Improved commercial performance outweighed by weaker civil engineering work
UK construction industry’s Purchase Managers Index (PMI) continued to weaken in August to its lowest level in eight months amid concern that the industry is grinding to a halt.
The latest PMI figures supplied by Markit and the Chartered Institude of Purchasing & Supply (CIPS) showed a drop from 53.5% in July to 52.6% in August.
Improved performance from the commercial industry was outweighed by a weaker rise in civil engineering work. The housing sector showed signs of recovery despite posting a negative figure for the month. Staffing levels and contractor use also fell during the month.
The latest PMI figures released by Markit coincide with an unprecedented fall of 16.3% in new construction orders during Q2 compared to Q1 according to the latest update by the Office of National Statistics. The total level of orders currently stands at its lowest level for 47 years.
Despite the gloomy figures, 34% of UK constructors anticipate growth in the next year as a result of increased demand.
Sarah Bingham, economist at Markit said: “August data signalled slower growth of both output and new orders as headwinds caused by uncertain economic conditions impacted on sector performance.
“Confidence regarding future business expectations weakened to an eight-month low, highlighting concerns in respect of further potential cuts in government spending, but also a dampening of wider business sentiment.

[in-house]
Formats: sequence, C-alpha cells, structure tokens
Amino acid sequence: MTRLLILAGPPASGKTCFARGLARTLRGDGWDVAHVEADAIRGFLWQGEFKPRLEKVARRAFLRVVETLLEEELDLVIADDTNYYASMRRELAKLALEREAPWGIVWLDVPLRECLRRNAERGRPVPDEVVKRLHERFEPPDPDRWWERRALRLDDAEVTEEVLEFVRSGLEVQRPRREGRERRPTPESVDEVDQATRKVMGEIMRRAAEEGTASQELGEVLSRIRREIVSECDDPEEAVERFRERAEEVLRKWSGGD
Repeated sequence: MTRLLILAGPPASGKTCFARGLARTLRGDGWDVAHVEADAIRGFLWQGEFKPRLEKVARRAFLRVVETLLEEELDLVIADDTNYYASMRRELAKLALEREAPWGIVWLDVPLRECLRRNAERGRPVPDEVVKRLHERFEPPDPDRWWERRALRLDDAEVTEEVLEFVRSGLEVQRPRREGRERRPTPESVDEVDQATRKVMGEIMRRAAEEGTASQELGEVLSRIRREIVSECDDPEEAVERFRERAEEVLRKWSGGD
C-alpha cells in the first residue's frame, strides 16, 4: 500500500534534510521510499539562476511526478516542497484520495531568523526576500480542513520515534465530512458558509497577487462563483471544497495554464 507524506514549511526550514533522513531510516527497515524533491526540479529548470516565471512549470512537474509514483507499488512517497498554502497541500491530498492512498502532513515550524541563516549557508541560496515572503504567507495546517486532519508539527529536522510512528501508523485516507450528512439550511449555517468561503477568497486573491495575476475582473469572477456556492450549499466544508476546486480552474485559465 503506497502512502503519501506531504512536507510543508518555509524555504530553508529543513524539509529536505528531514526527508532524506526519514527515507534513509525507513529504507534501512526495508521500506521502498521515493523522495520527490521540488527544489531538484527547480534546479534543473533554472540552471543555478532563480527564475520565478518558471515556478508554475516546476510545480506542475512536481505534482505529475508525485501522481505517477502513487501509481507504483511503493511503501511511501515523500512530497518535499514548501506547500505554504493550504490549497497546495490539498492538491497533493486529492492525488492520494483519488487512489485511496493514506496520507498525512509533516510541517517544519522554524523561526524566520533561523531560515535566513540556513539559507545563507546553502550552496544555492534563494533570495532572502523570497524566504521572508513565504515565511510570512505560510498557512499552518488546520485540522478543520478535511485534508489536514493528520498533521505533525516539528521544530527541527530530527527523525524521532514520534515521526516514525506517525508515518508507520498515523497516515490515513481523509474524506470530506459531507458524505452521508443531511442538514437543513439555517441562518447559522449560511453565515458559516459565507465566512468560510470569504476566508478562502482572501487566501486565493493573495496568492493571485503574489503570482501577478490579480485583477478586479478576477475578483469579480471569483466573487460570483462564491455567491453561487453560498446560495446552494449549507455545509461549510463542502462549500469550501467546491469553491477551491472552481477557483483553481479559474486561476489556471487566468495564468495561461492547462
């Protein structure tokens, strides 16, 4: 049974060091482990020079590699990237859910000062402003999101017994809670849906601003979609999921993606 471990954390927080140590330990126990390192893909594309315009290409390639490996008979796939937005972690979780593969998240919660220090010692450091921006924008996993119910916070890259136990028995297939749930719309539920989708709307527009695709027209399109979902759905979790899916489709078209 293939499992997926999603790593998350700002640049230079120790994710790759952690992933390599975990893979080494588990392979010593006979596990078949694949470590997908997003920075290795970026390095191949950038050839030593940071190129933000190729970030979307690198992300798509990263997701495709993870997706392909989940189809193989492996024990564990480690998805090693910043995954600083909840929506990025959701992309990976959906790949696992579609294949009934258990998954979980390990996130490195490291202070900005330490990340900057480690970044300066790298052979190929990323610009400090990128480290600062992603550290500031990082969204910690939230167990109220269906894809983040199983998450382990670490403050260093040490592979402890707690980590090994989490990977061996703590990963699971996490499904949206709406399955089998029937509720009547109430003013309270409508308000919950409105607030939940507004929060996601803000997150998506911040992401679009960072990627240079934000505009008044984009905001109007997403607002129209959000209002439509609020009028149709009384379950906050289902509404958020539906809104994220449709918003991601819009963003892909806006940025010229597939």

“A further marked rise in input costs faced by constructors was again recorded in August, suggesting that overall operating conditions remain tough, especially as strong competition for tender opportunities remained.”
Commenting on the report, David Noble, chief executive officer at CIPS said: “Reality is continuing to bite in the UK construction sector, as worries over wider economic conditions contribute to a slower rate of output growth.
“Although over a third of panellists anticipate growth of activity in the coming year, the overall level of positive sentiment remains far below that seen at the start of the recovery.
“The housing sector also continues to be a worry, with a fall in the number of residential projects adding to an already sluggish picture for the sector. Though overall activity is still in growth territory, there may be some question about whether this will continue for much longer.”